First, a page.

It is not very likely that Beau Bridges will take the bus to work in the morning, in a raincoat, with a briefcase - but it is quite conceivable if you look back today at all the roles he played in his career, which began in 1948, when he was seven years old, he started playing a child role in the comedy "No Minor Vices".

And, as his appearance recently in “One Night in Miami” proved, it won't be over anytime soon.

Claudius Seidl

Editor in the features section.

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You can look back, but not even Beau Bridges himself can overlook this work, all the films, series, television games to which he gave, through his sheer presence, something that can be called down-to-earth or globalism. And that was always combined with an offer of identification for those men in the audience who suspected that they would never win an attractiveness competition themselves.

For the hero (or glamorous villain) role, his chin is too flat and his face a little too wide.

But he has eyes, very deep, very dark.

And when he gets the right roles, the viewer is torn back and forth: Should you be lulled by the sluggish facial features - or should you look at your eyes as a warning sign?

With this face, Beau Bridges can play men with an abyss within himself and also those without, which should not be underestimated in American cinema close to life.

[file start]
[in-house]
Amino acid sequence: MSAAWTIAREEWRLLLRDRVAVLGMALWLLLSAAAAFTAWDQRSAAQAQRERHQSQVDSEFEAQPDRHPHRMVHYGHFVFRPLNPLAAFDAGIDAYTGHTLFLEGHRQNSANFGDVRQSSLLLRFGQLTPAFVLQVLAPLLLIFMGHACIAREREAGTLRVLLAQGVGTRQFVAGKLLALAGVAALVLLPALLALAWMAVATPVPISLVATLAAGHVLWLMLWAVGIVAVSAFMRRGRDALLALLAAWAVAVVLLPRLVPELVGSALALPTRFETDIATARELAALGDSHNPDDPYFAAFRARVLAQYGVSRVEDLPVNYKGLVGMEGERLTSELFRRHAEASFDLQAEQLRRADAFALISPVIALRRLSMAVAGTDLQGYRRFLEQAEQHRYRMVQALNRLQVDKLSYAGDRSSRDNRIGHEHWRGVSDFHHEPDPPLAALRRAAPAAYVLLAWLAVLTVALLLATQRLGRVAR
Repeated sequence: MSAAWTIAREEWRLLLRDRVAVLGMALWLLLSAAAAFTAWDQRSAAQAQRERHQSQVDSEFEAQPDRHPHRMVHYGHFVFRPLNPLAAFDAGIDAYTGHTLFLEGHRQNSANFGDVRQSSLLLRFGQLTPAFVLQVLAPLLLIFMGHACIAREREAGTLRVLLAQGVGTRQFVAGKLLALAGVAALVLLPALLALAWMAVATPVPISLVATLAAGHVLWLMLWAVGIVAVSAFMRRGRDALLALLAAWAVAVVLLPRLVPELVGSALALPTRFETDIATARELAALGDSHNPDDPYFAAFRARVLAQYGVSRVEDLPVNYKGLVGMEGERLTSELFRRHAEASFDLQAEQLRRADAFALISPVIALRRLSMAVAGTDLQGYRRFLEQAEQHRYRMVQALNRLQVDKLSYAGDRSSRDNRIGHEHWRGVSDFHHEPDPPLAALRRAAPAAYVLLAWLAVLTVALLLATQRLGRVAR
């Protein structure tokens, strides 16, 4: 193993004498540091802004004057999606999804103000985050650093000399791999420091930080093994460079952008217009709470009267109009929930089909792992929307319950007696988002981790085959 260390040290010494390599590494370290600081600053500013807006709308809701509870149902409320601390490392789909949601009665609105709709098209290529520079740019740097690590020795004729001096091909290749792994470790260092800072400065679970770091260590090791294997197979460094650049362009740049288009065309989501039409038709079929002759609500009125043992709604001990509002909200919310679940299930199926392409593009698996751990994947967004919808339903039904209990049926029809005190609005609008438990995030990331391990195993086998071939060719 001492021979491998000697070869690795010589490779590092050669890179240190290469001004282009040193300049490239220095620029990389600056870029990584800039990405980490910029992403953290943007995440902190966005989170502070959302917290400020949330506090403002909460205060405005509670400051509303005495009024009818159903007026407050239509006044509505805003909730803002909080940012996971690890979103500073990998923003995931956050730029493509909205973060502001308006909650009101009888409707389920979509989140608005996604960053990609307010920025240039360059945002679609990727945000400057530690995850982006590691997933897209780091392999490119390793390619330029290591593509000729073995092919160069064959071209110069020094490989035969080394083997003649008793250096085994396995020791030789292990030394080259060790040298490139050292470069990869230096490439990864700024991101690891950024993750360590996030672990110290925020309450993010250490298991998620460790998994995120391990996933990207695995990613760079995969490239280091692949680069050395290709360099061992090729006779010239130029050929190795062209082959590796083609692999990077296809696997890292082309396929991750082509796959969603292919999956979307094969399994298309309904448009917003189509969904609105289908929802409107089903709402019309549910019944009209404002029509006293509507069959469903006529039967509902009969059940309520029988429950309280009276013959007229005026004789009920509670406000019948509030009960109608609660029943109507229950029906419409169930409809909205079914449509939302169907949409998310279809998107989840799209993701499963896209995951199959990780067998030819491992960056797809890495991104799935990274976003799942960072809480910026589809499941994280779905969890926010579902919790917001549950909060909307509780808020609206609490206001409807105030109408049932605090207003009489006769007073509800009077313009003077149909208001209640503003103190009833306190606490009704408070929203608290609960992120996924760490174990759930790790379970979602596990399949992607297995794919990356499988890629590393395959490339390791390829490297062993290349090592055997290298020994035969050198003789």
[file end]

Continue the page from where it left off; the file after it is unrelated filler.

What makes men different from boys

How he knows such men is a question that his biography cannot answer. He is the son of the actor couple Lloyd and Dorothy Bridges, Jeff's older brother, he was a boy who grew up in Holmbly Hills, a chic neighborhood in Los Angeles, and whose parents, when they had to work, usually from a limousine to the location were driven. Apparently he learned what he knows about ordinary people's life while studying his scripts. Obviously he was a good student.

He played his first notable role in “The Incident”, a nouvelle vague-like and somewhat too didactic film from 1967. A subway, at night, on the way from the Bronx to Manhattan, two youngsters terrorize the passengers. Nobody dares to fight back. And then Beau Bridges, a young recruit with a cast on his right arm, stands up, ignoring his fear, ignoring the pain. And actually can deal with both of them. Almost his entire career is mapped out in this showdown.

That his younger brother Jeff has narrower and more distinctive features, that Jeff got the more idiosyncratic and the more rebellious, i.e. the better roles: Beau Bridges faced this with admirable bravery, in 1989, in the film "The Fabulous Baker Boys", in which he only apparently the more narrow-minded, loser and boring man. Two brothers, both pianists, perform in second rate ballrooms and of course Jeff is the more gifted, the artist who wants a lot more. And who, when a singer joins the duo, starts a love story with her. But Beau, who has recognized that he is not a genius and who knows that he has to support a family, ultimately acts more grown-up. Jeff is the Baker Boy, Beau is a man: you can feel that, at least when you meet again for the fifth or sixth time (which this film is definitely good enough for).

And that is the consolation that Beau Bridges and Hollywood can give at any time: that attractiveness is not a grace, not a gift of genes.

It is established in action;

you just have to do the right thing.

In the series "Homeland" Bridges played the American president;

a role just big enough for him.

Today he is eighty years old.

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